Three years after Kira Muratova’s passing, her films remain as enigmatic — and criminally underseen — as ever. The director was always an outlier whose fascination with outsiders and the undercurrents of modern life persisted throughout her thorny career. Over five decades, she directed 15 solo features, all of which, despite their visual and thematic variety, bear the unmistakable mark of a tenacious and perceptive artist who was constantly reinventing herself without sacrificing her integrity.
Kira Muratova (née Korotkova) was born in Moldova to a Russian father and a Romanian mother. Growing up, she struggled to fit in: she identified as Russian at a Russian school and as a Romanian at a Romanian school; as a filmmaker, she would be considered either Russian or Ukrainian depending on where she was working. She realized that she wanted to be a director quite early, deriving so much joy from directing her co-stars at a school play that she knew she had to go into the arts.
After moving to Moscow, she went to film school and studied under Sergei Gerasimov. On her first shorts and feature debut, Our Honest Bread, she shared the directorial duties with her then-husband, fellow film school graduate Oleksandr Muratov. These early efforts, while fairly accomplished, were clearly beholden to the tenets of contemporary Soviet filmmaking, which favored clear-cut narratives with a propagandist slant.
Muratova had something different in mind: after her divorce, she embarked on a solo career, and her first directorial feature let go of bureaucratic conventions and politics, weaving an intricate web of emotions and subjective perceptions. Brief Encounters is a story of two women who fall in love with the same man — a trite set-up that blossoms into a delicate character study. Using a fractured timeline, Muratova lets us peek at the two women at different points in their lives, structuring the story around an absence. The man, played by singer-songwriter Vladimir Vysotsky, remains a distant memory, while the women, played by Muratova and Nina Ruslanova, emerge as full-fledged and complex human beings. By peppering the film with flashbacks, seemingly inconsequential vignettes centered on minor characters, and close-ups of objects that make up the women’s surroundings, Muratova creates an entire universe that feels complete and lived-in.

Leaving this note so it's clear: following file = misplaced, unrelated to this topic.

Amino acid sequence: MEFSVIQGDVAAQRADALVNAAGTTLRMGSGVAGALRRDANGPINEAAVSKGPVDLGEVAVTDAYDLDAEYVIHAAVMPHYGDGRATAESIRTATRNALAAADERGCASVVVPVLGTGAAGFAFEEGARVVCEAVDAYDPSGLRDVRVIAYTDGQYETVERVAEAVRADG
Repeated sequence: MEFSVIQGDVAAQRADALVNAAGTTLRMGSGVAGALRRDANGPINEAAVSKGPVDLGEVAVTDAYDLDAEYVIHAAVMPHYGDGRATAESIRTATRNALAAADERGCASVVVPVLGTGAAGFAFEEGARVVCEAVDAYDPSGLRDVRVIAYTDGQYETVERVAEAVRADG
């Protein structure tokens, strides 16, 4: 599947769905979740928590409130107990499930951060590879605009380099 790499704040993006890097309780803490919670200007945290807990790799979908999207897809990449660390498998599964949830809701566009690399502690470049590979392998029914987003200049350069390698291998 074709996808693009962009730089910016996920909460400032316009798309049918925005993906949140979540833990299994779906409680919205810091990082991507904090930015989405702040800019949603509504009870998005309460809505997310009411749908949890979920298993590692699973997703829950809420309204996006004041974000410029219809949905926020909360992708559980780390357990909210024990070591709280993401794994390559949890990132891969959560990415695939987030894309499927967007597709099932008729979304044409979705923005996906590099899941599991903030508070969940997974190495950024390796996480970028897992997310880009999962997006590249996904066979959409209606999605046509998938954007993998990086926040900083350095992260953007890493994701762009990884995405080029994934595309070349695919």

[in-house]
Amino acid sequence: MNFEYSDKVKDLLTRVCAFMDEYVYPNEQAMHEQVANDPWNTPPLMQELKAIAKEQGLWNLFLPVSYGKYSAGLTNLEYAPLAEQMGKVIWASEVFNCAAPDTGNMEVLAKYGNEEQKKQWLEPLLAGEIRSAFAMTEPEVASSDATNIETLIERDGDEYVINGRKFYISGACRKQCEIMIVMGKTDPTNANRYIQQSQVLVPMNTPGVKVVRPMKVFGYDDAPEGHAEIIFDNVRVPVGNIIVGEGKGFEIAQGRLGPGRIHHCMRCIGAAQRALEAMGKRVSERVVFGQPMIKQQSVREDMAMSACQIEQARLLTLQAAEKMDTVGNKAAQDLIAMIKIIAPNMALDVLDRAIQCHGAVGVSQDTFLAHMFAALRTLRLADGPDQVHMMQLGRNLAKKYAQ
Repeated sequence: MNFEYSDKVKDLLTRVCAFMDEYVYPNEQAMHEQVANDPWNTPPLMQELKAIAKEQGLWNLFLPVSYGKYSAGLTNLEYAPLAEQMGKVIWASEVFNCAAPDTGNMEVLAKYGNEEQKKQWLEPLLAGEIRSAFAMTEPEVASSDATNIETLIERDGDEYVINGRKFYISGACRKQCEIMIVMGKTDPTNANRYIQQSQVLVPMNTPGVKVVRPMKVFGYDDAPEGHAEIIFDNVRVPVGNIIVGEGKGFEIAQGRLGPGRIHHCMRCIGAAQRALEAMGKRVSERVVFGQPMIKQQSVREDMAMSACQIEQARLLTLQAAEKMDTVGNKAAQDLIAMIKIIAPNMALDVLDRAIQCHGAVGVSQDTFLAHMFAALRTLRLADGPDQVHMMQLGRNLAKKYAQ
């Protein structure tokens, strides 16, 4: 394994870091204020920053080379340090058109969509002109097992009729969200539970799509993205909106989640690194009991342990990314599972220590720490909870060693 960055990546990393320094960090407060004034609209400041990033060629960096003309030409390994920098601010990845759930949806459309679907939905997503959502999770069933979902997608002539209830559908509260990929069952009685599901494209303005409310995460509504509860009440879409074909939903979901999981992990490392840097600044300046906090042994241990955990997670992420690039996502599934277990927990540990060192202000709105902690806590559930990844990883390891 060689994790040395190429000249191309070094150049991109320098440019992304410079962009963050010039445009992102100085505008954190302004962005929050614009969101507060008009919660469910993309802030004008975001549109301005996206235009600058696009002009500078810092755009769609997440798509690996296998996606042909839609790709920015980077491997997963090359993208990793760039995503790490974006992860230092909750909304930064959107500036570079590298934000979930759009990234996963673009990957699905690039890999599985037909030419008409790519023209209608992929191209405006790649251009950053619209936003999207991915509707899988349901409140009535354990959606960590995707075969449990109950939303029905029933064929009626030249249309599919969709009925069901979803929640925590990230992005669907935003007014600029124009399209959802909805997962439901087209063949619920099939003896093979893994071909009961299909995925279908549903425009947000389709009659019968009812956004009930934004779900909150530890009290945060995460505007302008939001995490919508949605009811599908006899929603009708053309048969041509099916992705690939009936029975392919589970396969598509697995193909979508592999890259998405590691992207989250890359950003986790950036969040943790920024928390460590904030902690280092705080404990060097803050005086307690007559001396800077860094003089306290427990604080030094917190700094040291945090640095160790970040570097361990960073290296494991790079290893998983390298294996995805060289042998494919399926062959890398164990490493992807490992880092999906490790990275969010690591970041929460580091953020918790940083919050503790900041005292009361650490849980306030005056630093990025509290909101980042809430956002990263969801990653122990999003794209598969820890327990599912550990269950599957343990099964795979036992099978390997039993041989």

Although the film may seem conventional by modern standards, Muratova’s approach was a breath of fresh air in the Soviet film culture of the 1960s. She went further in her sophomore feature, The Long Farewell, experimenting with camera and sound to convey the fleeting impressions and changing moods of another pair of characters. Mirroring Brief Encounters in both title and set-up, The Long Farewell tells the story of a woman and her college-age son, both of whom miss their estranged (and unseen) husband and father. Light and breezy in its first half, the film goes darker in the second when the mother’s anxiety overcomes her and the son yearns to leave his hometown and start a life of his own. Gloomy yet drily funny, the film offers a sensitive look at a familiar situation, and its audiovisual style is all about reflections, echoes, and pregnant pauses: the camera sneaks around and capriciously turns away as the sound wobbles or drops entirely when the characters get lost in their thoughts.
Introspective and unconcerned with social issues, Brief Encounters received a theatrical release despite displeasing censors; The Long Farewell, which was even less political and conventional, did far worse: it was condemned as “bourgeois” and “formalist” and banned by the Communist Party of Ukraine with no prospect of eventual release. Prohibited from directing, Muratova had to work as a librarian. Seven years later, she was finally given a chance to make another feature at a different studio. Alas, the officials at Lenfilm proved just as uncooperative, questioning many of the director’s choices down to the shade of the heroine’s lipstick (too bright for an honest Soviet woman).